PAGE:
Whether you like it or not, football is unavoidable in England and in no form more so than the Premier League. Not only is it important to the English identity – and to the sprinkling of Welsh teams who play in it – but is also the world’s most watched league, viewed in over 730 million households.
After deciding to lose sponsorship from the 2016/17 season onwards, the league needed an equally fresh and innovative rebranding that worked across audiences and platforms. That's when DesignStudio were given the colossally signficant task.
Despite rumours that the league’s ferocious lion would be ditched, DesignStudio has given the twentieth century imagery a modern twist. It has switched the navy and white for a burst of colour, the ‘corporate’ font for a friendlier one, and the full-bodied lion for a simple, bold lion’s head.
Mimi Launder: How did DesignStudio get the job?
Stuart Watson: “We were asked to take part in a creative pitch in September 2015. The pitch really was a labour of love. A lot of work was created in a short space of time but we had an instinctive understanding of what direction to go in. This work ultimately informed what you see today. We won the pitch and we’ve been working with Premier League ever since, about five months now.”
Image: 2015/16 league brand (top); 2016/17 (bottom)
ML: How was it to redesign something so iconic?
SW: “It was certainly the cause of some sleepless nights but we had a strong relationship with the client where there was a lot of trust. That helped. Other than the pressure we put on ourselves, it was very much like any other project.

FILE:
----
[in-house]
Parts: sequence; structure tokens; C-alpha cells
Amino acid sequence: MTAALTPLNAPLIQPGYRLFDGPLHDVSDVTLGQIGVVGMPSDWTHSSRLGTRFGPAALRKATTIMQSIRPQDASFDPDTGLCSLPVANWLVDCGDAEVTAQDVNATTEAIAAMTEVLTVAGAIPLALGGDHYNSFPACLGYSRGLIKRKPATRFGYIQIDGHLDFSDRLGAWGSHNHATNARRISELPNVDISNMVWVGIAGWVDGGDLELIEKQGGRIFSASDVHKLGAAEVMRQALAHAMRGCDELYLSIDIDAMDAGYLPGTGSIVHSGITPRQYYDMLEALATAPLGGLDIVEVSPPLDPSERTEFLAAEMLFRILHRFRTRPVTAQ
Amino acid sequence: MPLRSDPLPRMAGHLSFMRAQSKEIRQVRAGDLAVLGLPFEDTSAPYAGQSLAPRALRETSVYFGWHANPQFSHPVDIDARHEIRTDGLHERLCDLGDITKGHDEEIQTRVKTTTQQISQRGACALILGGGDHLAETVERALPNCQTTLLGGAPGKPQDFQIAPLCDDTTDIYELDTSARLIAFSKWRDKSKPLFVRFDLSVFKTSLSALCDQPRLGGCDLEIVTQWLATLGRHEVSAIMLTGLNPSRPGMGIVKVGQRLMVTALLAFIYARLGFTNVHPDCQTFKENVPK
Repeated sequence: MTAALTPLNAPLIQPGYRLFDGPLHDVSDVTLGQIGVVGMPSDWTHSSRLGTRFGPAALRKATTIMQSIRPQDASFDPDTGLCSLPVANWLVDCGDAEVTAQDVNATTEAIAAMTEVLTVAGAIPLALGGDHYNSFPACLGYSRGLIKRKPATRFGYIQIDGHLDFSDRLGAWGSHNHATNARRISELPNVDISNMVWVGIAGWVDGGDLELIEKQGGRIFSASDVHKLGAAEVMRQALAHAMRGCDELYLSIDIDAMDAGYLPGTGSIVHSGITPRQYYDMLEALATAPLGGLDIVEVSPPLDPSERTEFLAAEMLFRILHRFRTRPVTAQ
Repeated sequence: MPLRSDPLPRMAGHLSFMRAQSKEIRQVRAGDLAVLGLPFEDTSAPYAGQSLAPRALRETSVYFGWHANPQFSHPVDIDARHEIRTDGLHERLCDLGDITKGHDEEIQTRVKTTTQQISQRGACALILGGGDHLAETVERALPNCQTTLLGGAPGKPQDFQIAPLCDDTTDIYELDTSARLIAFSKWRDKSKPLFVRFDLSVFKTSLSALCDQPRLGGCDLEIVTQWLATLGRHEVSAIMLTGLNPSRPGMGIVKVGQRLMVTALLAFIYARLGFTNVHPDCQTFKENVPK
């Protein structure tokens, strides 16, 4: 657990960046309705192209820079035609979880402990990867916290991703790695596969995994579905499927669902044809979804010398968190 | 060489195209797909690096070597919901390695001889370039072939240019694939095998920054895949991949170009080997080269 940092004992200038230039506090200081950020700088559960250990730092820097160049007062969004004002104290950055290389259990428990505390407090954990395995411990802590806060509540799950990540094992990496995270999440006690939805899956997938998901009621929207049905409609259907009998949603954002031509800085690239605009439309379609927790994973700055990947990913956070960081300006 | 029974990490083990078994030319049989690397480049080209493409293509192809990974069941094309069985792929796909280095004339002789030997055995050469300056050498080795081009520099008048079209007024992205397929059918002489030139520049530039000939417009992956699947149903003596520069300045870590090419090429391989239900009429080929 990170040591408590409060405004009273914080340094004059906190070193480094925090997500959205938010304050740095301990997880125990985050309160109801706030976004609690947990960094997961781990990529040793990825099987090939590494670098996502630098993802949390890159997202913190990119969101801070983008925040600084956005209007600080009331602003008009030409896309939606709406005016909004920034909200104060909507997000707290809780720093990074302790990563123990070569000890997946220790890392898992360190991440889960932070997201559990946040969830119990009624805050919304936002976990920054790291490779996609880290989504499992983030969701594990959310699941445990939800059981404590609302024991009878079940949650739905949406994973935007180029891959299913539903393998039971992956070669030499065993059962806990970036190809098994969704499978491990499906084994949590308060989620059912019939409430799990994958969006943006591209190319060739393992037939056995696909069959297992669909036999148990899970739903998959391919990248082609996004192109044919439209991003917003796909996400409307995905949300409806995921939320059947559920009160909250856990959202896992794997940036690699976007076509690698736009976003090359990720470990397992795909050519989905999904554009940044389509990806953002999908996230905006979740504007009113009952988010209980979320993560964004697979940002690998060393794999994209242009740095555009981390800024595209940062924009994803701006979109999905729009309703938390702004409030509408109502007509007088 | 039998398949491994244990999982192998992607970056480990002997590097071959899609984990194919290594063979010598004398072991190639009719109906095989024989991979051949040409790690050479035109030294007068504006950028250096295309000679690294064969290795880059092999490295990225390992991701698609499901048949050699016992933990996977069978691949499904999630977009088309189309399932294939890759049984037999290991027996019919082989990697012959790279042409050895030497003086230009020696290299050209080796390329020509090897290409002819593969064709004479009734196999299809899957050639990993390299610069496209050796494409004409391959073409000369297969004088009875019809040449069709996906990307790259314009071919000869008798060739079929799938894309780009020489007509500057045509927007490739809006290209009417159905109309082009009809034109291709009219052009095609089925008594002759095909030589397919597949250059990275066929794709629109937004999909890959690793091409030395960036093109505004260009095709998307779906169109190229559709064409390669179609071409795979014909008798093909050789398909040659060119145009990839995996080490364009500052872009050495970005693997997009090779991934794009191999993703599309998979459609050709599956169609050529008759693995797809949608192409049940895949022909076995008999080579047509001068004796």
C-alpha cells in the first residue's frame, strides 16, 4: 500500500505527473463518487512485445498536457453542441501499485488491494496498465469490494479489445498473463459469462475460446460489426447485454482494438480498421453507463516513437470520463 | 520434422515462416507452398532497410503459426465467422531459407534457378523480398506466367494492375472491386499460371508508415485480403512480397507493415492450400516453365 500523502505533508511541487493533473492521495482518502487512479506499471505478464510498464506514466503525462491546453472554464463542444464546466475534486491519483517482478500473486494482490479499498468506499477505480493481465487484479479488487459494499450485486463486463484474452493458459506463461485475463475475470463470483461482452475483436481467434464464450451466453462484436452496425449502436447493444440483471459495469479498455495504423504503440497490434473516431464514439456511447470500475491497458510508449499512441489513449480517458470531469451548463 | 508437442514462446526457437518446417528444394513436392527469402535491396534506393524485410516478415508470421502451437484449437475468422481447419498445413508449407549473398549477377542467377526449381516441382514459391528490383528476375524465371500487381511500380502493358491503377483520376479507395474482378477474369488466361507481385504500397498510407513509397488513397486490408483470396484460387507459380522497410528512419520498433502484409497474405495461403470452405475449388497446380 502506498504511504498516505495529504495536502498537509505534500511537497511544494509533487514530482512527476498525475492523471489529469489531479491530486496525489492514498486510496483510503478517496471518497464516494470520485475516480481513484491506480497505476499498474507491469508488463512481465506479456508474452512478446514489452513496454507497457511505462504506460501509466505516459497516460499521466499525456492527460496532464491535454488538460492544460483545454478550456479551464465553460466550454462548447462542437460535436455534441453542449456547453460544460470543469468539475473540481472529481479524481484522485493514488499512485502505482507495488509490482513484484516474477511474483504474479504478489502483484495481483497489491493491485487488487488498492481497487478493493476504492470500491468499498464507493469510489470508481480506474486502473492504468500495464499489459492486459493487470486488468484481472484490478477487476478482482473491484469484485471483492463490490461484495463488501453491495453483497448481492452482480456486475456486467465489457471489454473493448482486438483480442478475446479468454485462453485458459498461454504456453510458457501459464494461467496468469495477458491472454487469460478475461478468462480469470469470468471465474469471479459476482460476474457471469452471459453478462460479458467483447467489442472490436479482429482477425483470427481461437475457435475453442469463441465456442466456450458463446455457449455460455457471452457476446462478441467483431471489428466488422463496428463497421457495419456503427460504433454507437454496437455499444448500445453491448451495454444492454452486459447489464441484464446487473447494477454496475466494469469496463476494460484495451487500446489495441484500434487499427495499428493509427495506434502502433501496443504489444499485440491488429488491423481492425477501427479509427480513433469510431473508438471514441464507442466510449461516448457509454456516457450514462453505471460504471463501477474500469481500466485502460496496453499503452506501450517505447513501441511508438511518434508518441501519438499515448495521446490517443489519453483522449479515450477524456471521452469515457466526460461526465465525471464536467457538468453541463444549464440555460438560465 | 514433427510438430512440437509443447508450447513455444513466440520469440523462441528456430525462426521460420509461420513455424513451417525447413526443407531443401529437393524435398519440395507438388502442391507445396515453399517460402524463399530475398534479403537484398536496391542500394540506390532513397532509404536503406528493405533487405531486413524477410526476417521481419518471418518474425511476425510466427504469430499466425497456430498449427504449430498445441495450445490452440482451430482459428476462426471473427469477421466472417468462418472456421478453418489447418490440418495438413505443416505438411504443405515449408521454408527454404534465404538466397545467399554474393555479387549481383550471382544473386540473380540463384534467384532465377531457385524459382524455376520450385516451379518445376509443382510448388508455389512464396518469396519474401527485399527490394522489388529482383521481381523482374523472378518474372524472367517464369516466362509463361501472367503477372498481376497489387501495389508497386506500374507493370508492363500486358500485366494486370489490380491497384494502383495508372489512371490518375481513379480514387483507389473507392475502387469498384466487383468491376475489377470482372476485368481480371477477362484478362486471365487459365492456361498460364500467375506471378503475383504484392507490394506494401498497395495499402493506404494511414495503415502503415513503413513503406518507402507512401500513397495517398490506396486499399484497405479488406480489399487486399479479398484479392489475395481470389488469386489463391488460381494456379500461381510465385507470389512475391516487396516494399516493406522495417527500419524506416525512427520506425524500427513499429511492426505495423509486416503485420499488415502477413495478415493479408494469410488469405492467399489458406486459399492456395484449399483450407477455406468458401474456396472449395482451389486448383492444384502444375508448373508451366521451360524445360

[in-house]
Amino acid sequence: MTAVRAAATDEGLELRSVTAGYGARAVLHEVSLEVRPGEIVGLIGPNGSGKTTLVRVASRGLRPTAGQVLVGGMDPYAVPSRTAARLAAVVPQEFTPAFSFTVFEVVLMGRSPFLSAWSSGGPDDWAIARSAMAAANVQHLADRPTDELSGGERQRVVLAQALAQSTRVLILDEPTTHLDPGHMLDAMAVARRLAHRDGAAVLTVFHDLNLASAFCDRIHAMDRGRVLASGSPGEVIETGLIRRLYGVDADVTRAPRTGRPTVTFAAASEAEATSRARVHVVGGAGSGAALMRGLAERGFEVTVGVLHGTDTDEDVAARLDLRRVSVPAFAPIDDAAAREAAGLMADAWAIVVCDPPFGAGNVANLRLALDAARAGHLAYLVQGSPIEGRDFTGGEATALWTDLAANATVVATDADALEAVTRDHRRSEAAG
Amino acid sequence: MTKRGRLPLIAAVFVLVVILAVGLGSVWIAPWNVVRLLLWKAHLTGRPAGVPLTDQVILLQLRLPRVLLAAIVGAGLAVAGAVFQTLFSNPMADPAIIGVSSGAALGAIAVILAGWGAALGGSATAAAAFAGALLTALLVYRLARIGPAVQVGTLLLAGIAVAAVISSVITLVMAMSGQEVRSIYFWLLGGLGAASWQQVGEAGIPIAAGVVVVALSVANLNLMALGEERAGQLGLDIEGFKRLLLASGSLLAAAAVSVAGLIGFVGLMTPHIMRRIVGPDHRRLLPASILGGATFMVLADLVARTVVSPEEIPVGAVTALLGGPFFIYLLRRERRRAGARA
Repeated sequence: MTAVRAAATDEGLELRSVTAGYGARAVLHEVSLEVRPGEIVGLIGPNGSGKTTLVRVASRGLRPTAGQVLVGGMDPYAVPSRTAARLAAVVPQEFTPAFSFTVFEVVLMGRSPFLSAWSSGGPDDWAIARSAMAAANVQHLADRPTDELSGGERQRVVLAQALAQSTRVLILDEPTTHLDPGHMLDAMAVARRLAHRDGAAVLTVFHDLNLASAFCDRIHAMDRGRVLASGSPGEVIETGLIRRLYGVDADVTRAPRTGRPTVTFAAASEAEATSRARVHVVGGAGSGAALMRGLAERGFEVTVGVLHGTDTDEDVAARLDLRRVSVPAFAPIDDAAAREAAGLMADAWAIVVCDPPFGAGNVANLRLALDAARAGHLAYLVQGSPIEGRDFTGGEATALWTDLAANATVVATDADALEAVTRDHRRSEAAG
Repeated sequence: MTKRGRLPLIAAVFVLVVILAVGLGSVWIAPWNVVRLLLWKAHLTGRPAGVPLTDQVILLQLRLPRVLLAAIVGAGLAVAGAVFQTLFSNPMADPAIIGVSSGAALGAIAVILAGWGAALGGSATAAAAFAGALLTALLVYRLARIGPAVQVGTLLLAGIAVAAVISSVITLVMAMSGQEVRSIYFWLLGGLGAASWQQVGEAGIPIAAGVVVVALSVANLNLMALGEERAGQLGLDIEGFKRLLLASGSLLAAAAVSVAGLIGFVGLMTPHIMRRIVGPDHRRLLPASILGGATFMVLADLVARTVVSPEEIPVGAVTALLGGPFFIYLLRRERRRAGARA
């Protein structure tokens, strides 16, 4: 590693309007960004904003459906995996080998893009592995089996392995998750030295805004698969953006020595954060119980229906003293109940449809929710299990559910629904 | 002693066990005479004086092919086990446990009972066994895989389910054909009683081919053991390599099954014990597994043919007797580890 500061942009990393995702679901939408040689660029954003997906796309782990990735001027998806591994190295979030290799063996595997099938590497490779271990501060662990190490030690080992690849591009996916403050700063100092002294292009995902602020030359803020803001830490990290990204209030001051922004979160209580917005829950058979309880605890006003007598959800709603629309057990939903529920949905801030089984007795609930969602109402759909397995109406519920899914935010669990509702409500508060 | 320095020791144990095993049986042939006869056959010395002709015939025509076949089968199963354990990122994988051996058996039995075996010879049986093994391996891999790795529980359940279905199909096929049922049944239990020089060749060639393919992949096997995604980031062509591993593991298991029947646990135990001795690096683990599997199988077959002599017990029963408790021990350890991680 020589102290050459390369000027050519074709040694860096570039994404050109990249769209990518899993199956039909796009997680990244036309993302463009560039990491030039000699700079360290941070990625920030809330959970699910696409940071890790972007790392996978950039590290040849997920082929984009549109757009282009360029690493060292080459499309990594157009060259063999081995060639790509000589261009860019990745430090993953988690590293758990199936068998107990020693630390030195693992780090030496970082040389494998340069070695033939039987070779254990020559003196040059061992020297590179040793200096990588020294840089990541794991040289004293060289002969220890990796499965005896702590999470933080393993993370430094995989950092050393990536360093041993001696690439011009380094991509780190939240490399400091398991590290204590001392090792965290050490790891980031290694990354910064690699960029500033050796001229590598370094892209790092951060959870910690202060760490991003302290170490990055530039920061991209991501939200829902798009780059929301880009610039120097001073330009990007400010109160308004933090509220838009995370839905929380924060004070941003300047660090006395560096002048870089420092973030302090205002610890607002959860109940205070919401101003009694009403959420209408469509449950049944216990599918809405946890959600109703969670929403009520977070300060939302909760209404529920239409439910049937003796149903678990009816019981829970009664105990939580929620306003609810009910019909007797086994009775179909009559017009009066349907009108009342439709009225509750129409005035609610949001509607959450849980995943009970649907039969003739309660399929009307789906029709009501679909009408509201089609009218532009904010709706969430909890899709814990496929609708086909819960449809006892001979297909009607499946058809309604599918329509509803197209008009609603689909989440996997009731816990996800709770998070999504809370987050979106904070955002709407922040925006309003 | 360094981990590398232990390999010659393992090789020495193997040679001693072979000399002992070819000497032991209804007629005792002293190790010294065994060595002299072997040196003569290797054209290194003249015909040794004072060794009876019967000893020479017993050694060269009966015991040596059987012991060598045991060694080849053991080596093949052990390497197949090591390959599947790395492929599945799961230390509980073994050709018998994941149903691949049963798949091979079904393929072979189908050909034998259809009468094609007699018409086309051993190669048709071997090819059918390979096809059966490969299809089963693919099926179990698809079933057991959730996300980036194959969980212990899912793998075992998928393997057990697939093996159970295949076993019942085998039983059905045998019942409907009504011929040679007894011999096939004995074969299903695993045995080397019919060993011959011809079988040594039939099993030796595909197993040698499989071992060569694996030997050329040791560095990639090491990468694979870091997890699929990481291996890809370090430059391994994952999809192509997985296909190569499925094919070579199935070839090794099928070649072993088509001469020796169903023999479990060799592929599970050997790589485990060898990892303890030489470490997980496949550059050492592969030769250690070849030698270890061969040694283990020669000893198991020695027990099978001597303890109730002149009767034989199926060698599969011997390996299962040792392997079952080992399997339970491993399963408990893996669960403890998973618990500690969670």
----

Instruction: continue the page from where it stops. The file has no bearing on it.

“The brief was also very clear: the Premier League had to change for a number of reasons and not having a title sponsor next season was the catalyst for this.
“As part of the process we listened to the fans, who told us that the lion was loved. Over 90% felt very fondly towards it and this research informed our design decisions.”
ML: Why did you decide on such a simple, bold design?
SW: “Every decision we made was based on the brand strategy, to answer the brief. The current identity simply doesn’t work. Technically, we needed a system that could scale from a 25px icon to outdoor advertising, standing out on matchday and coming to life on TV. We also had to build in flex for a wide audience that on the one side inspires school children through exercise and, on the other, works with policy makers and politicians.
“And on an emotional level, the Premier League needed to feel part of the conversation, they needed to talk about the work they do all over the world in a human way and become a warmer, more approachable organisation.”
ML: And what about the bright colour scheme?
SW: “We used colour from the very beginning of the process to signal change and bring a new energy to the work we were showing. We wanted a colour palette that was unique to the Premier League so we were careful to stay away from club colours and we wanted a broad palette to allow us to be relevant to whomever we are talking to.
“The idea is to update the palette every cycle to keep things looking fresh.”
ML: How did you decide the font?
SW: “The current Premier League font only exists in uppercase, which means they can only shout at people. We wanted to put this right so we chose a font that was human, made for storytelling and didn’t distract in any way. That’s what got us to FF Mark. We’re now working on a bespoke cut of this with Monotype.”